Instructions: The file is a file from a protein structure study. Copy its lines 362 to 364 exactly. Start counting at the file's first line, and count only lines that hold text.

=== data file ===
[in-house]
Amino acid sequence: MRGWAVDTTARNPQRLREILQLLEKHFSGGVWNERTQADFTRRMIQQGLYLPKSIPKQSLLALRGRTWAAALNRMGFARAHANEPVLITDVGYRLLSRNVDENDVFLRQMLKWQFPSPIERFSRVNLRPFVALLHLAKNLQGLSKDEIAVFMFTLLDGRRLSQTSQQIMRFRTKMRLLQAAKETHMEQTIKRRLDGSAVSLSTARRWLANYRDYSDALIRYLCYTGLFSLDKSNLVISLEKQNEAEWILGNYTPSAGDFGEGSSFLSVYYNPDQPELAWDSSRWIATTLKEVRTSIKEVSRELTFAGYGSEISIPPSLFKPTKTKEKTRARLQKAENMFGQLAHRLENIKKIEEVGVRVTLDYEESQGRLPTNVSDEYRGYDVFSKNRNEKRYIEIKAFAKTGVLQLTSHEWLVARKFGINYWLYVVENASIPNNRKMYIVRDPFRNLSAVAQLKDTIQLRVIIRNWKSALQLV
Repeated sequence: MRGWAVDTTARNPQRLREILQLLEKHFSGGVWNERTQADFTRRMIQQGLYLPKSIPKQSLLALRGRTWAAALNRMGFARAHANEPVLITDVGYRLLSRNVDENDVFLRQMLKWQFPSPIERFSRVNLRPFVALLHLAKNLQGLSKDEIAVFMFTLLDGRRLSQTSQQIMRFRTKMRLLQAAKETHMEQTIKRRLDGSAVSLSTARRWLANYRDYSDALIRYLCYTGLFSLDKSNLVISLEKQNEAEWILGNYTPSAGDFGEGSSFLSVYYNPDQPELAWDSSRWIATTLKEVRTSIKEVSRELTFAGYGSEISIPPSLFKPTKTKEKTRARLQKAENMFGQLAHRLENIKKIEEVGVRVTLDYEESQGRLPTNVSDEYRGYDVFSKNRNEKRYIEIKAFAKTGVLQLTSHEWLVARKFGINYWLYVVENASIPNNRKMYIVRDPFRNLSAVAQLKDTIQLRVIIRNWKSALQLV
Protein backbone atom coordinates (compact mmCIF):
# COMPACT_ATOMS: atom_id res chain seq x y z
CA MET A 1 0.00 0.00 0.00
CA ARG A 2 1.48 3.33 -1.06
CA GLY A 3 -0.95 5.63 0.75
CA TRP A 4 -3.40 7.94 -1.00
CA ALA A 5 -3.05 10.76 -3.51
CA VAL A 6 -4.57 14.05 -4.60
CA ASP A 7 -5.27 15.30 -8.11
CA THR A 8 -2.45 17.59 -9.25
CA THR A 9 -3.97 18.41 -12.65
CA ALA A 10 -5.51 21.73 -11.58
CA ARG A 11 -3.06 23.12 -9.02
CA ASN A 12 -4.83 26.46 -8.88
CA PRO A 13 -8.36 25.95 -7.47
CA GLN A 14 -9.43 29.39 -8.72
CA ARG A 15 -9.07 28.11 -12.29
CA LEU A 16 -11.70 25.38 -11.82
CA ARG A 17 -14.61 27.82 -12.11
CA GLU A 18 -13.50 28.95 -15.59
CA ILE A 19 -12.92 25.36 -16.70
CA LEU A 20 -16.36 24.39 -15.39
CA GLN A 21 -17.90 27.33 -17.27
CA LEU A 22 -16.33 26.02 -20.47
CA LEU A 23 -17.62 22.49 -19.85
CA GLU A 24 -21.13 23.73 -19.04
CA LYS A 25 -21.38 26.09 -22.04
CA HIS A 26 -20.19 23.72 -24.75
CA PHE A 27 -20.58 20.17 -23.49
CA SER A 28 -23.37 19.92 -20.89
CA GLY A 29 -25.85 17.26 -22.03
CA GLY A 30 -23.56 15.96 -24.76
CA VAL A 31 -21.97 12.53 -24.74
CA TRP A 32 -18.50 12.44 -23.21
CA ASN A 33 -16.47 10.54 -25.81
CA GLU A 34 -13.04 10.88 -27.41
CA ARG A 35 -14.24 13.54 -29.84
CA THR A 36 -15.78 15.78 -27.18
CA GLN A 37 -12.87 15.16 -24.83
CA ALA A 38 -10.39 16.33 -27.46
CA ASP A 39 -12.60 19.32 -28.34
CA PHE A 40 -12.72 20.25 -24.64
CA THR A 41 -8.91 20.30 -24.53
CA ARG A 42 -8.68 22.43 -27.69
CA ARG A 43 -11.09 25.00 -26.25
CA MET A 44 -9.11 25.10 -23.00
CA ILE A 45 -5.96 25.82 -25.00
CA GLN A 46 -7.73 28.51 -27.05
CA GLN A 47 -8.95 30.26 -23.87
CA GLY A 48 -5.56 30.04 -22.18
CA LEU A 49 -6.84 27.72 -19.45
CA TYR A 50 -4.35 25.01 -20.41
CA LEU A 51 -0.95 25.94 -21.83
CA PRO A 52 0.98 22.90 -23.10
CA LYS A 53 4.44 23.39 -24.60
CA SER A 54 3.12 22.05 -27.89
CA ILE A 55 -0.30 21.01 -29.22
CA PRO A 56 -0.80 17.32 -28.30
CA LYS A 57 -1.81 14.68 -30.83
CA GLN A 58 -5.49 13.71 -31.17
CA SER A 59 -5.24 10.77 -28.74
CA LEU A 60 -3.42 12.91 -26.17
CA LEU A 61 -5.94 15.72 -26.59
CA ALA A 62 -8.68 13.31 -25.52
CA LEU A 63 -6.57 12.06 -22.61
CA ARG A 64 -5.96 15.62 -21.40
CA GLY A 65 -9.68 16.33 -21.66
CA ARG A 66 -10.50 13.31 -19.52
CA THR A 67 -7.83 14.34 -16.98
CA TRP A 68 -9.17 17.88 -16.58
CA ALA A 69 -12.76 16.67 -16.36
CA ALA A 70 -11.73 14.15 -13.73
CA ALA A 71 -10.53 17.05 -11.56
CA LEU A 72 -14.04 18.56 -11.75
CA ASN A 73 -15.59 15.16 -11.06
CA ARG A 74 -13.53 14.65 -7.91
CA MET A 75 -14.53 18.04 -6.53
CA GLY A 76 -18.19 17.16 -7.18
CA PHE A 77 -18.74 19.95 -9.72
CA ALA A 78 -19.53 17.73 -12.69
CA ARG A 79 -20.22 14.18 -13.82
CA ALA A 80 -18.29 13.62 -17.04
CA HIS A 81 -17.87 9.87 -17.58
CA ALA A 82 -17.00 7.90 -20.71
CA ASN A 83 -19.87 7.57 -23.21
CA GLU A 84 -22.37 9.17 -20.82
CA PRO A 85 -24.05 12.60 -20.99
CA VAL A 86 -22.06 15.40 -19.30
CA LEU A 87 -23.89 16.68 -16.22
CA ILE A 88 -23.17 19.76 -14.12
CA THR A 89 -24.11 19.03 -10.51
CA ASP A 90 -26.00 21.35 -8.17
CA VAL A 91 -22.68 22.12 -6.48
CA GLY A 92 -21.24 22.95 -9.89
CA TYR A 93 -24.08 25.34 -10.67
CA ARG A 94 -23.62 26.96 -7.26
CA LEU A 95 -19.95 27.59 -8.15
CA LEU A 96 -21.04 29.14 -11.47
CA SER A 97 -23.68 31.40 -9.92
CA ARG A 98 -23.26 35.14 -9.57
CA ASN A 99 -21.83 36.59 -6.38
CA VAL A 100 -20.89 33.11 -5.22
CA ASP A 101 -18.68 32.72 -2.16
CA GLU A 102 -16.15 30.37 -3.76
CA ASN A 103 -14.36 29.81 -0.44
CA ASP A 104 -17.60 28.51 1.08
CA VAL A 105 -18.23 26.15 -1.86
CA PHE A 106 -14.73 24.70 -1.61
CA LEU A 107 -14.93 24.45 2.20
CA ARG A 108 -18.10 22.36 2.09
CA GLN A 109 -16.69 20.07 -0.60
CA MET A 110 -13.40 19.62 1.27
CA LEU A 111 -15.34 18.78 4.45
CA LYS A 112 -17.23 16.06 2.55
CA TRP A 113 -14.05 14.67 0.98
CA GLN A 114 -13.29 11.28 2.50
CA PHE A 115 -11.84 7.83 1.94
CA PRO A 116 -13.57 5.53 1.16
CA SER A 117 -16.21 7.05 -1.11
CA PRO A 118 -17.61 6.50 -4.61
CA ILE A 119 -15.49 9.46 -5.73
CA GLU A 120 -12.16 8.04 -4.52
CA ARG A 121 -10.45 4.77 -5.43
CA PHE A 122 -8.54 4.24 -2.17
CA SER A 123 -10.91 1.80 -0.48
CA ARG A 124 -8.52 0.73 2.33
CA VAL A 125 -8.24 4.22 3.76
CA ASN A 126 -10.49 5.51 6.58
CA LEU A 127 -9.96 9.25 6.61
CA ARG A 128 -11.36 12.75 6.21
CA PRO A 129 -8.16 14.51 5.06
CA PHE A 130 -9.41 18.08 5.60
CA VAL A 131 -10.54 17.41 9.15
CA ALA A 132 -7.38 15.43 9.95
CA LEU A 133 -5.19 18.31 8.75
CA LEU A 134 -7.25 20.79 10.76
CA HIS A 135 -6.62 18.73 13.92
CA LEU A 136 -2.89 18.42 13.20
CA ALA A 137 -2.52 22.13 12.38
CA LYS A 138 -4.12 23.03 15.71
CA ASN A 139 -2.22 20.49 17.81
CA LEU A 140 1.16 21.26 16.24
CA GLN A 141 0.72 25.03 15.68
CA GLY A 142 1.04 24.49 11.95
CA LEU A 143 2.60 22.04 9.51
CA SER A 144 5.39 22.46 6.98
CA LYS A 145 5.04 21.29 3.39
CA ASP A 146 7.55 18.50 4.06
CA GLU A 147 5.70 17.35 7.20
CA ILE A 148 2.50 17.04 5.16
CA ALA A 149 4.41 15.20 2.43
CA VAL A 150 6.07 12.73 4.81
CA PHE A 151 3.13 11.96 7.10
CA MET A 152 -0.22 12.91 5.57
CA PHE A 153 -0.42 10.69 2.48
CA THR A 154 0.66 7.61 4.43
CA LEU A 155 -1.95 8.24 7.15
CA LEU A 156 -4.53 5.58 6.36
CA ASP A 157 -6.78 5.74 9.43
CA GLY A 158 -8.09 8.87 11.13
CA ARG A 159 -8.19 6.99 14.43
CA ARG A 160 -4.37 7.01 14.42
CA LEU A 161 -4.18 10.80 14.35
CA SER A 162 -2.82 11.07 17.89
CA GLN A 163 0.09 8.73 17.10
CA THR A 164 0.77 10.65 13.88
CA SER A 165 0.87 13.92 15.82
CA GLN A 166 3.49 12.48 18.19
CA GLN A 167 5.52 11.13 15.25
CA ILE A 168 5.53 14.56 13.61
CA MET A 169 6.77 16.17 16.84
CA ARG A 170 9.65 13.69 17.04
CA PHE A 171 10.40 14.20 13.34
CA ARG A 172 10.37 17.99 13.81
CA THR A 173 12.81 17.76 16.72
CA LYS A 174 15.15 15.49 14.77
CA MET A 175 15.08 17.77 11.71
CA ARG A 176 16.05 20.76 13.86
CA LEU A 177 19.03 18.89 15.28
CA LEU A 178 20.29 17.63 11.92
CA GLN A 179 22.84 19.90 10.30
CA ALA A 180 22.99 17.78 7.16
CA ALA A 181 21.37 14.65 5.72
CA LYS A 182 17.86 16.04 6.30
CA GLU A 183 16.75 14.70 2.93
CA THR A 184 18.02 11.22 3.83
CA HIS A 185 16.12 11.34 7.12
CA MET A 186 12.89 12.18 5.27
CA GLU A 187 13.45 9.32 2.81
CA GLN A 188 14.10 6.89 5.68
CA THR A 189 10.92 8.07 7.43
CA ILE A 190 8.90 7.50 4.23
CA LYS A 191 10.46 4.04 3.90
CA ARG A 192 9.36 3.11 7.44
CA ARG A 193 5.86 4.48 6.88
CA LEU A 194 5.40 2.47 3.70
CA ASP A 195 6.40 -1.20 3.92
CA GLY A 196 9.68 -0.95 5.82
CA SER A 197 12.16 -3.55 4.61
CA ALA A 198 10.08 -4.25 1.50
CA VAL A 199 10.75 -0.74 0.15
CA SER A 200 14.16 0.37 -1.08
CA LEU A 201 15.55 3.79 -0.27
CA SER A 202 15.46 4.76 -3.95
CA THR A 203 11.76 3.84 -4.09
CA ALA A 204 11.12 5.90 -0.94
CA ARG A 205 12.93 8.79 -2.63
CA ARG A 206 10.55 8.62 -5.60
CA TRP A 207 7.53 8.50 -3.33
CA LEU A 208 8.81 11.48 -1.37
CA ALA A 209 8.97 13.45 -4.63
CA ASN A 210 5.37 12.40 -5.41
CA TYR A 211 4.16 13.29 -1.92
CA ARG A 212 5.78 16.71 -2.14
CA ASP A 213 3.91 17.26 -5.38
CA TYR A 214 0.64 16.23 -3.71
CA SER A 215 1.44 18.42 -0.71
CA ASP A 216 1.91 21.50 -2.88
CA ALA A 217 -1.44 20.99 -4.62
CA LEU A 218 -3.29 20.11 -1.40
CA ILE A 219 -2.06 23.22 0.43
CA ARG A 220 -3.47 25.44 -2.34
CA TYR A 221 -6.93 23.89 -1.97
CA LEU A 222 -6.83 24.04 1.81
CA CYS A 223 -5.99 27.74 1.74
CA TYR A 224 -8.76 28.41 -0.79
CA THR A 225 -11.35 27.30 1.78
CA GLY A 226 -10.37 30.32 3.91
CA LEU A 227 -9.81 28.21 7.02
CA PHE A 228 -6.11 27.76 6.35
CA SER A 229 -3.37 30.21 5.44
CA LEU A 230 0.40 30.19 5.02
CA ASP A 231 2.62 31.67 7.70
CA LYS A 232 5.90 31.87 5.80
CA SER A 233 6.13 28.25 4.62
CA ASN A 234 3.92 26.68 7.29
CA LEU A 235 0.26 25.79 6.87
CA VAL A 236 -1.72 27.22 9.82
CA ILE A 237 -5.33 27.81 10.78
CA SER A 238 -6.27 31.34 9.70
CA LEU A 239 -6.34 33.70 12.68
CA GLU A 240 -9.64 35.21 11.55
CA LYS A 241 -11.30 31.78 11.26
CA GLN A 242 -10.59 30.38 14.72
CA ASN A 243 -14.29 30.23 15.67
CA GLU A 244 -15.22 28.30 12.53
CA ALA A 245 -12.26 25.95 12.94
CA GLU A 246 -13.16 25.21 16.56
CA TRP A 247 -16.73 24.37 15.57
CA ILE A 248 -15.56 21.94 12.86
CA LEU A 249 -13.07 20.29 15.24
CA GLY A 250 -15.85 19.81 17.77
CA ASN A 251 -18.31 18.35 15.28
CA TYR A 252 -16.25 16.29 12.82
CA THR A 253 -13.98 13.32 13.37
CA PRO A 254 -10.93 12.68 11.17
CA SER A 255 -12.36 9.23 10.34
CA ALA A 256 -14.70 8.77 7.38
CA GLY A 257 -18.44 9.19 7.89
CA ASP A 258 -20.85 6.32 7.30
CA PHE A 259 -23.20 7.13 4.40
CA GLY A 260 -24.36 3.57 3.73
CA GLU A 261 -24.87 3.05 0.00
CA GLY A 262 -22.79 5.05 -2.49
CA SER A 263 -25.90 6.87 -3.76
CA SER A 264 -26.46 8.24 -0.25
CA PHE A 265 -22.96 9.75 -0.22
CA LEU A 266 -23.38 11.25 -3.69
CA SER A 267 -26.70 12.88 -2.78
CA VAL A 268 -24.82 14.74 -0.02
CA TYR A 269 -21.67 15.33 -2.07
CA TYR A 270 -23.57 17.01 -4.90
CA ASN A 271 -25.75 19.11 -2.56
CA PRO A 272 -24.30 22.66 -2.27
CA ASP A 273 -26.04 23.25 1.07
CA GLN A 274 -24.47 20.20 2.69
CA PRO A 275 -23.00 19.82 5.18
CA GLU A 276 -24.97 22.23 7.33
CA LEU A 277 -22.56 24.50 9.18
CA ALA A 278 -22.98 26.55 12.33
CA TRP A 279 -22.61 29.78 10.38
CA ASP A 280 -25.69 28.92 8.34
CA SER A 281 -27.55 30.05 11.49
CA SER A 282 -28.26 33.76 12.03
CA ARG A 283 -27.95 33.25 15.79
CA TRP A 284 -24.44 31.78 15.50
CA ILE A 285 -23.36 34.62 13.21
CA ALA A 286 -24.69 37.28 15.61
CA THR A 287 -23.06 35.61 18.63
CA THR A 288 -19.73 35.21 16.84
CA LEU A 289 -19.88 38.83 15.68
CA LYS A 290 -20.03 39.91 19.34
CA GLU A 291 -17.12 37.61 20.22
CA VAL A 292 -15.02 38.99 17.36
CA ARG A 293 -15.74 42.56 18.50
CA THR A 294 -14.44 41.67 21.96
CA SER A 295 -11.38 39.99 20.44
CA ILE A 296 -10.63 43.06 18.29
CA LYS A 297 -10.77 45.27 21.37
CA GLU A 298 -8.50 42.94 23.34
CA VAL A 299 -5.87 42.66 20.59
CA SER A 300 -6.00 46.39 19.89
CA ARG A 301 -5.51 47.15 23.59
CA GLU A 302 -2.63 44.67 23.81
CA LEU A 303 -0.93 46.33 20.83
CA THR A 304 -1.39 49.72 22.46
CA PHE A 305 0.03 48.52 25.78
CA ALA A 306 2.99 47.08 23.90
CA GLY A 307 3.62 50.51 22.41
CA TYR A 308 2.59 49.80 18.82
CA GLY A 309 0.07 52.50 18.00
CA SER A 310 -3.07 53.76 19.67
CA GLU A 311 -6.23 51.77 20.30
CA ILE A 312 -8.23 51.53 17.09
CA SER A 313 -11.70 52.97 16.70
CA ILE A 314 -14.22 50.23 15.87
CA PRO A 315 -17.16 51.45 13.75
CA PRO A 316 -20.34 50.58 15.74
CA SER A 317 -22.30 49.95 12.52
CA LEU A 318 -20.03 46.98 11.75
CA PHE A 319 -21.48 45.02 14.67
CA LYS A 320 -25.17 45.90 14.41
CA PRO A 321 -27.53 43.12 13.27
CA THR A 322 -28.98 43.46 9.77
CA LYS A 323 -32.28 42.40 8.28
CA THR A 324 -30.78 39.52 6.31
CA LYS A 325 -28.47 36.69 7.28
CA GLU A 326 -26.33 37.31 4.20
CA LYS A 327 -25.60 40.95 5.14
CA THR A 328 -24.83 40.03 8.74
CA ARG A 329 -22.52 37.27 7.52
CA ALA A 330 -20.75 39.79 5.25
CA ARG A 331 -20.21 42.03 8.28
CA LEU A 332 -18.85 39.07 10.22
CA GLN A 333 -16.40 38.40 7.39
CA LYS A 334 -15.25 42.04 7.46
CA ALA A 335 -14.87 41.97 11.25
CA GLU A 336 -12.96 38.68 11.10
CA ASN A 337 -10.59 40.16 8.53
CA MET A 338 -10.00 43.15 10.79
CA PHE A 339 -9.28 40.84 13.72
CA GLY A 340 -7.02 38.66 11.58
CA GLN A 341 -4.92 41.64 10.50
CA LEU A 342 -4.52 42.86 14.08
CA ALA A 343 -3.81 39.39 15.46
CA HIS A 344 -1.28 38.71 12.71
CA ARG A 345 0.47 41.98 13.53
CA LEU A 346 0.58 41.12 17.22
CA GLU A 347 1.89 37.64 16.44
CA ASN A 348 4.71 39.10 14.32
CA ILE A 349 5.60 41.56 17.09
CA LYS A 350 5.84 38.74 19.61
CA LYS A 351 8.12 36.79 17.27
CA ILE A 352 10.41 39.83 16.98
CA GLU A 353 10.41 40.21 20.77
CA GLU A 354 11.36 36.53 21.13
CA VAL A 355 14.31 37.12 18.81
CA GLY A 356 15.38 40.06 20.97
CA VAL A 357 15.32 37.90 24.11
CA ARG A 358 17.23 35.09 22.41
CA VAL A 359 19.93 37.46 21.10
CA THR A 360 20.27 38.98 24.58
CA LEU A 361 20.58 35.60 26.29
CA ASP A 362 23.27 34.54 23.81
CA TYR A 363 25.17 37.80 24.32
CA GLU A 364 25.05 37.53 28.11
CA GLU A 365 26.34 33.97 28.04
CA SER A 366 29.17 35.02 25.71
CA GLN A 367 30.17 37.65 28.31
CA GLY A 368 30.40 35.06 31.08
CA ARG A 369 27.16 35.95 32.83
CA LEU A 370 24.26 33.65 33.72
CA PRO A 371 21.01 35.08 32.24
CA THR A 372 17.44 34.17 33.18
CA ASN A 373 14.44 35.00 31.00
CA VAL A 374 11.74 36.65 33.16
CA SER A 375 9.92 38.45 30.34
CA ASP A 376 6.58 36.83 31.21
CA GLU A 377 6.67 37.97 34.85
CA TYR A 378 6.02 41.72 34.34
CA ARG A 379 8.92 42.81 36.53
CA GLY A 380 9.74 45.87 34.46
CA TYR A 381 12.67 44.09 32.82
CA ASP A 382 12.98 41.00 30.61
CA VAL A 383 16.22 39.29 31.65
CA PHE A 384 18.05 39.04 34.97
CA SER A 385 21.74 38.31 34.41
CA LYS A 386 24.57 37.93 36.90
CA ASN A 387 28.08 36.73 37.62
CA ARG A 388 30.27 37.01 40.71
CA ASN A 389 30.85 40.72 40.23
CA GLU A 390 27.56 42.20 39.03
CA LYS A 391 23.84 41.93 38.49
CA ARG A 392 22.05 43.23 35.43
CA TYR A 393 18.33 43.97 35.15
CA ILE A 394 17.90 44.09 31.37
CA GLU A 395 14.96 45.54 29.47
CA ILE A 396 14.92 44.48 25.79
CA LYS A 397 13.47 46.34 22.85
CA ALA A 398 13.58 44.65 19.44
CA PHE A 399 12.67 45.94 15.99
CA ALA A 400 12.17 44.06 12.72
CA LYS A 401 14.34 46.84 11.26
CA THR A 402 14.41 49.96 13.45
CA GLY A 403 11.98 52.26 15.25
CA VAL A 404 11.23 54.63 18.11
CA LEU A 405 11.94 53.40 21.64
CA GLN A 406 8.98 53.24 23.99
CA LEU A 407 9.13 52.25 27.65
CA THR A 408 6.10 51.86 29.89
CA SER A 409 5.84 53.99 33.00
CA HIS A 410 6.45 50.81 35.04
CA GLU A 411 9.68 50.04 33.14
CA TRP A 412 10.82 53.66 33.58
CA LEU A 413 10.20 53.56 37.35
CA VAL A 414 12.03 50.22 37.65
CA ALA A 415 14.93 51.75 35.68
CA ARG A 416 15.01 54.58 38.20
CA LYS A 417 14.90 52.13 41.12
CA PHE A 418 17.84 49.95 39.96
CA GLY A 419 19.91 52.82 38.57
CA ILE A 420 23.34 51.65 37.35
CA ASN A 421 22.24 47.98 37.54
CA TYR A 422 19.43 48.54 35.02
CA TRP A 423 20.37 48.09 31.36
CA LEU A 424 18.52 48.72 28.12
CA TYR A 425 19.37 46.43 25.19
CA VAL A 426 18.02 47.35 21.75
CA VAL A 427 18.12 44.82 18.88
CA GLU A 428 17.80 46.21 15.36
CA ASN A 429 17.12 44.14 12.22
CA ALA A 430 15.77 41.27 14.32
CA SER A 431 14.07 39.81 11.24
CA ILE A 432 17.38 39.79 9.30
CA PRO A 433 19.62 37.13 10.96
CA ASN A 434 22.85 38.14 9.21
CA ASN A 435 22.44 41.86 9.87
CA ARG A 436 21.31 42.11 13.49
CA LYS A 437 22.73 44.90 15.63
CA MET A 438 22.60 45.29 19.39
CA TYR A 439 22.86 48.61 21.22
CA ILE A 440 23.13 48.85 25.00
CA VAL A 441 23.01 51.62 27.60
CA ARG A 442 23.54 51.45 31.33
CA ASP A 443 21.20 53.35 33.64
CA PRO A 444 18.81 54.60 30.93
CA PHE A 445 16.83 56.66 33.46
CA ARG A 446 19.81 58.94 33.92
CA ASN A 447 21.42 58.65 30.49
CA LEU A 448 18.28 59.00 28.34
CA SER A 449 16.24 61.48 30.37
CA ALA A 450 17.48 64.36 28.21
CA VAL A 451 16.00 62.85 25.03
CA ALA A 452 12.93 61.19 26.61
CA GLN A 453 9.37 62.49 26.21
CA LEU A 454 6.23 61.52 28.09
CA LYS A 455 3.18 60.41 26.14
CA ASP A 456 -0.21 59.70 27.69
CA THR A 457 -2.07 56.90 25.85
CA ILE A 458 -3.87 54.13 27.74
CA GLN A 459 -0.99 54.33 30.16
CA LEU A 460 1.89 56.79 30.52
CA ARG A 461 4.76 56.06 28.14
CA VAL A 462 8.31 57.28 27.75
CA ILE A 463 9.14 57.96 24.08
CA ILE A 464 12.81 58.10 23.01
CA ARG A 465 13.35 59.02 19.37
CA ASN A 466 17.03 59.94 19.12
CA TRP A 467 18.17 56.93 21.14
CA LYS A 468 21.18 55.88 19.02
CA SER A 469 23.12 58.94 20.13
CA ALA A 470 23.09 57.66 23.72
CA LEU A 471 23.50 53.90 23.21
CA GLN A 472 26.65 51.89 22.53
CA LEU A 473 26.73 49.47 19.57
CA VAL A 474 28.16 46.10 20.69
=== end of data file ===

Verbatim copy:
CA VAL A 357 15.32 37.90 24.11
CA ARG A 358 17.23 35.09 22.41
CA VAL A 359 19.93 37.46 21.10